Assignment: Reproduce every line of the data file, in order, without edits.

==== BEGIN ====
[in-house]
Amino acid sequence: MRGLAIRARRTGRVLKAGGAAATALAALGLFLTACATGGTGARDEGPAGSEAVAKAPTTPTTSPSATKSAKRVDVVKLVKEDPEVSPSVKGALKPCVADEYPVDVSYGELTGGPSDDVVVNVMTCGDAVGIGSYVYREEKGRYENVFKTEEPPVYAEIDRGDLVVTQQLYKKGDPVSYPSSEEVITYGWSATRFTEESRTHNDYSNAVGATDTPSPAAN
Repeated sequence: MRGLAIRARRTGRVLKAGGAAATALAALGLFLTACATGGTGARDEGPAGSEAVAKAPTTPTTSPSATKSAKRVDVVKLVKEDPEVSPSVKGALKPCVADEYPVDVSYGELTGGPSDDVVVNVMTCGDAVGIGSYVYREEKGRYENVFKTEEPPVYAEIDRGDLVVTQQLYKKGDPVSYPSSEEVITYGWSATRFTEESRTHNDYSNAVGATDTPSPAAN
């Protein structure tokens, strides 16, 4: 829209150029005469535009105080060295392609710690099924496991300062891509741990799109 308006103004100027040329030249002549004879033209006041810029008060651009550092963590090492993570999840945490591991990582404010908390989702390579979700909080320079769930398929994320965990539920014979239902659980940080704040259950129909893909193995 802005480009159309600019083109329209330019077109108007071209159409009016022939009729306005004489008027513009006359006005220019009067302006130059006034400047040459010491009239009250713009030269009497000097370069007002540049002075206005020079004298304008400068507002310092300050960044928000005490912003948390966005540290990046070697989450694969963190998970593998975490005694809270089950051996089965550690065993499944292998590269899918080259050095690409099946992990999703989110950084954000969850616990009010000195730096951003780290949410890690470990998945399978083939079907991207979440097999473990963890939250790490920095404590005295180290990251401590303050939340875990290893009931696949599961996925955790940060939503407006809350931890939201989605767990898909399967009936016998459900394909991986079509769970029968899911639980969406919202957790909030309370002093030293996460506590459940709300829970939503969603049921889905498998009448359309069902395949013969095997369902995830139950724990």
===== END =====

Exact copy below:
[in-house]
Amino acid sequence: MRGLAIRARRTGRVLKAGGAAATALAALGLFLTACATGGTGARDEGPAGSEAVAKAPTTPTTSPSATKSAKRVDVVKLVKEDPEVSPSVKGALKPCVADEYPVDVSYGELTGGPSDDVVVNVMTCGDAVGIGSYVYREEKGRYENVFKTEEPPVYAEIDRGDLVVTQQLYKKGDPVSYPSSEEVITYGWSATRFTEESRTHNDYSNAVGATDTPSPAAN
Repeated sequence: MRGLAIRARRTGRVLKAGGAAATALAALGLFLTACATGGTGARDEGPAGSEAVAKAPTTPTTSPSATKSAKRVDVVKLVKEDPEVSPSVKGALKPCVADEYPVDVSYGELTGGPSDDVVVNVMTCGDAVGIGSYVYREEKGRYENVFKTEEPPVYAEIDRGDLVVTQQLYKKGDPVSYPSSEEVITYGWSATRFTEESRTHNDYSNAVGATDTPSPAAN
């Protein structure tokens, strides 16, 4: 829209150029005469535009105080060295392609710690099924496991300062891509741990799109 308006103004100027040329030249002549004879033209006041810029008060651009550092963590090492993570999840945490591991990582404010908390989702390579979700909080320079769930398929994320965990539920014979239902659980940080704040259950129909893909193995 802005480009159309600019083109329209330019077109108007071209159409009016022939009729306005004489008027513009006359006005220019009067302006130059006034400047040459010491009239009250713009030269009497000097370069007002540049002075206005020079004298304008400068507002310092300050960044928000005490912003948390966005540290990046070697989450694969963190998970593998975490005694809270089950051996089965550690065993499944292998590269899918080259050095690409099946992990999703989110950084954000969850616990009010000195730096951003780290949410890690470990998945399978083939079907991207979440097999473990963890939250790490920095404590005295180290990251401590303050939340875990290893009931696949599961996925955790940060939503407006809350931890939201989605767990898909399967009936016998459900394909991986079509769970029968899911639980969406919202957790909030309370002093030293996460506590459940709300829970939503969603049921889905498998009448359309069902395949013969095997369902995830139950724990």